'Two loves have I' Shakespeare's sonnets appeared to tell a story - of his anguished private life. So who were the Fair Youth, the Dark Lady and Mr WH? William Boyd on the Bard's love triangle William Boyd (The Guardian, 2005)
There are many mysteries in the life of William Shakespeare and perhaps none is more intriguing than the one he initiated himself when he published, in 1609, a collection of his sonnets. When we start to consider the enduring enigmas and controversies that circle and shroud the sonnets, it is a good idea to establish the few unarguable facts first. The sonnets - the greatest lyric sequence of love poems ever written - were published seven years before Shakespeare's death in 1616, and some years after the last poems were written. There are 154 sonnets in total: 126 of them are addressed to a "Fair Youth", a young man of aristocratic breeding; 26 of them concern a "Dark Lady", conspicuously not aristocratic. The last two are bawdy allusions to the notorious mercury baths, the favoured contemporary form of treatment for the pox. Furthermore, the sonnets possess a baffling dedication to one "Mr WH", described as "the only begetter of these ensuing sonnets". What more can one add before entering the lists of contention and dissent? It is fair to say that some of the sonnets to the Fair Youth are unabashedly homoerotic, others display a wistful, unrequited sensuality, rather like that of Aschenbach for Tadzio in Thomas Mann's Death in Venice. On the other hand, some of the sonnets addressed to the Dark Lady are unabashedly misogynistic, full of lingering physical detail, and relentlessly explore the consuming and destructive power of lust. However, the problems inherent in the sonnets begin to multiply incrementally when someone asks you to write a film about them. This happened to me last year when the BBC approached me to write a full-length film - a drama - about Shakespeare and the emotional background to the sonnets as a counterpoint to their modern-dress Shakespeare Retold season. We would have to cast Shakespeare, Mr WH and the Dark Lady (Rupert Graves, Tom Sturridge and Indira Varma, as it turned out). In which case, there could be no place for scholarly equivocation: "It might be argued that", "Evidence would seem to suggest", and so on. If I were going to make Shakespeare, the Fair Youth and the Dark Lady live and breathe on screen I would need to establish their particular identities - if not once and for all (that will never happen), but at least for the duration of the film. And so the reading began. The very rough narrative of the sequence (and there is no evidence to establish the sonnets were written chronologically) goes something like this: the first 17 sonnets are somewhat orthodox - the poet encourages the young man to marry and bear children. Then the obsession begins to grow and become more sexually orientated, more yearning and infatuated:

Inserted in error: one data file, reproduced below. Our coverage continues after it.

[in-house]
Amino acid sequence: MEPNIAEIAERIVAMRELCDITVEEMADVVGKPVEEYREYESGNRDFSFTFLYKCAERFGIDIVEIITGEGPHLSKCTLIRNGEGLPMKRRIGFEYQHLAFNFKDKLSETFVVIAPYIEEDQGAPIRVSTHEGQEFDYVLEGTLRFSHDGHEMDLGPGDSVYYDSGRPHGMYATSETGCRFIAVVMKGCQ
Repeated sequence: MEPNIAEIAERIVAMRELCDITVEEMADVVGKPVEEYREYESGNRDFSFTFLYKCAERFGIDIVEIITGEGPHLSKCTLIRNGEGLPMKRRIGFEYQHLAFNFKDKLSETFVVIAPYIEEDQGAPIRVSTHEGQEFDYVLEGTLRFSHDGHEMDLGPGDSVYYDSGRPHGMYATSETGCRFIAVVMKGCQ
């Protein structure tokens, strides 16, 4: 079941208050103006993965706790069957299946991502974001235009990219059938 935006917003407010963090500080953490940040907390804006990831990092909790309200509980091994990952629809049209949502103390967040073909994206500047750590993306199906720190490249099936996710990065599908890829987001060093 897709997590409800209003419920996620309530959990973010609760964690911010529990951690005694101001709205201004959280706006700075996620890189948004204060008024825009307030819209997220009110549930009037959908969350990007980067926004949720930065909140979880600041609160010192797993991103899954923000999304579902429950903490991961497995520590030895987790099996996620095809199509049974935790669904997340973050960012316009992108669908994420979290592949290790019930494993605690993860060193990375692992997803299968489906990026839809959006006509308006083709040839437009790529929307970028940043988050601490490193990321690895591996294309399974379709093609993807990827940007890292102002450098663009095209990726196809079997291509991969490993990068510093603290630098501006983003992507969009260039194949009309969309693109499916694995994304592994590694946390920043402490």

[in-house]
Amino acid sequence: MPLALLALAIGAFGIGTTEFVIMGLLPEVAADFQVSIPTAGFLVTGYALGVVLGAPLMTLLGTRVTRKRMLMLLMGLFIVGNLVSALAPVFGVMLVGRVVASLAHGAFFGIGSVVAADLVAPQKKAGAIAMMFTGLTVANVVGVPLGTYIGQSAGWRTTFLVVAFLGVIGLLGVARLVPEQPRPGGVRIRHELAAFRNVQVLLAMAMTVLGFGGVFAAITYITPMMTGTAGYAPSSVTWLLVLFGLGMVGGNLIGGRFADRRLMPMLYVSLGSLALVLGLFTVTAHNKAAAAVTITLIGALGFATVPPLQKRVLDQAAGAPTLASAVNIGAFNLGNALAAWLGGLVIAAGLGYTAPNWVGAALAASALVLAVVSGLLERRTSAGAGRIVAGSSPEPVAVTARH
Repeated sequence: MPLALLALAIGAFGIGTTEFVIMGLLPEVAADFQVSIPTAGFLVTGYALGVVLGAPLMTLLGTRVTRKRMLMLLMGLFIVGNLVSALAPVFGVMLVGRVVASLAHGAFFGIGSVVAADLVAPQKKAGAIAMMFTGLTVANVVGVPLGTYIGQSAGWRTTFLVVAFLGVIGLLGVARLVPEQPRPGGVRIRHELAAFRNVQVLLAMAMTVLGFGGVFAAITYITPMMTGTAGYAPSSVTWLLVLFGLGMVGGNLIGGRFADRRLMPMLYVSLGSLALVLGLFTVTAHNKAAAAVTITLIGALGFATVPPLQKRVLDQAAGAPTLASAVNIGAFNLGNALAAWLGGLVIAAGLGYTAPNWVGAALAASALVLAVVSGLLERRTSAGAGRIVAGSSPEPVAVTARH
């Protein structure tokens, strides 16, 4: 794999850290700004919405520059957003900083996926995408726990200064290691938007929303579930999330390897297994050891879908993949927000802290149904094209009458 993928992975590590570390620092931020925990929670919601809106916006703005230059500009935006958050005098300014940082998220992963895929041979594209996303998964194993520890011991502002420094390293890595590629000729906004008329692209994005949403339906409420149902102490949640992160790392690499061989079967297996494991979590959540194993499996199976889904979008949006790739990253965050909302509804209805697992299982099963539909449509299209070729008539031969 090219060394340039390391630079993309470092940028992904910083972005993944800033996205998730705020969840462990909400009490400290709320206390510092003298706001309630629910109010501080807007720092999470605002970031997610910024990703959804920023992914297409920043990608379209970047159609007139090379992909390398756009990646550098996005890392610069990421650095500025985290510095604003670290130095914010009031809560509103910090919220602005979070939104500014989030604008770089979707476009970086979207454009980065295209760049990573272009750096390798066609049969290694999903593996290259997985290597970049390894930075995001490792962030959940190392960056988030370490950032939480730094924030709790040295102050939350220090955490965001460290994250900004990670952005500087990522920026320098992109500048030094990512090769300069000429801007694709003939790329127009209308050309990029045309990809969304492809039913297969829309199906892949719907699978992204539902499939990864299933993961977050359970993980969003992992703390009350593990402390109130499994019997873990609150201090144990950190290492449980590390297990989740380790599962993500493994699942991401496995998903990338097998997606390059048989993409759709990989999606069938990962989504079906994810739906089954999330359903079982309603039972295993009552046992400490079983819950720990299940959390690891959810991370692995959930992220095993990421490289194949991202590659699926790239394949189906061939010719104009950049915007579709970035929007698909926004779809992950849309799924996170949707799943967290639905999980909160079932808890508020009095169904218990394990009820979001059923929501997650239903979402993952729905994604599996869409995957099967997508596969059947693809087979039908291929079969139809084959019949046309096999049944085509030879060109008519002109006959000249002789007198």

"Shall I compare thee to a summer's day? Thou art more lovely and more temperate"
"Since [nature] pricked thee out for woman's pleasure, Mine be thy love, and thy love's use their treasure."
The salacious pun is intended. And then eventually, at sonnet 127, the Dark Lady arrives:
"In the old age black was not counted fair Or if it were, it bore not beauty's name"
Now the tone alters, becomes more tormented and idealisation gives way to the concrete:
"If snow be white, why then her breasts are dun; If hairs be wires, black wires grow upon her head."
The poet's relationship with the Dark Lady is obsessive, rapt and often hate-driven; full of distress and anguished self-analysis. Then it becomes clear that the Dark Lady and the Fair Youth are engaged in some sort of sexual dalliance. The poet can only look on, impotent and suffering:
"Two loves have I of comfort and despair, Which like two spirits do suggest me still; The better angel is a man right fair, The worser spirit a woman coloured ill. To win me soon to hell, my female evil Tempteth my better angel from my side ... "
The sequence ends with the poet "sick withal" going to the mercury baths seeking a cure:
" ... I, my mistress' thrall, Came there for cure, and this by that I prove; Love's fire heats water, water cools not love."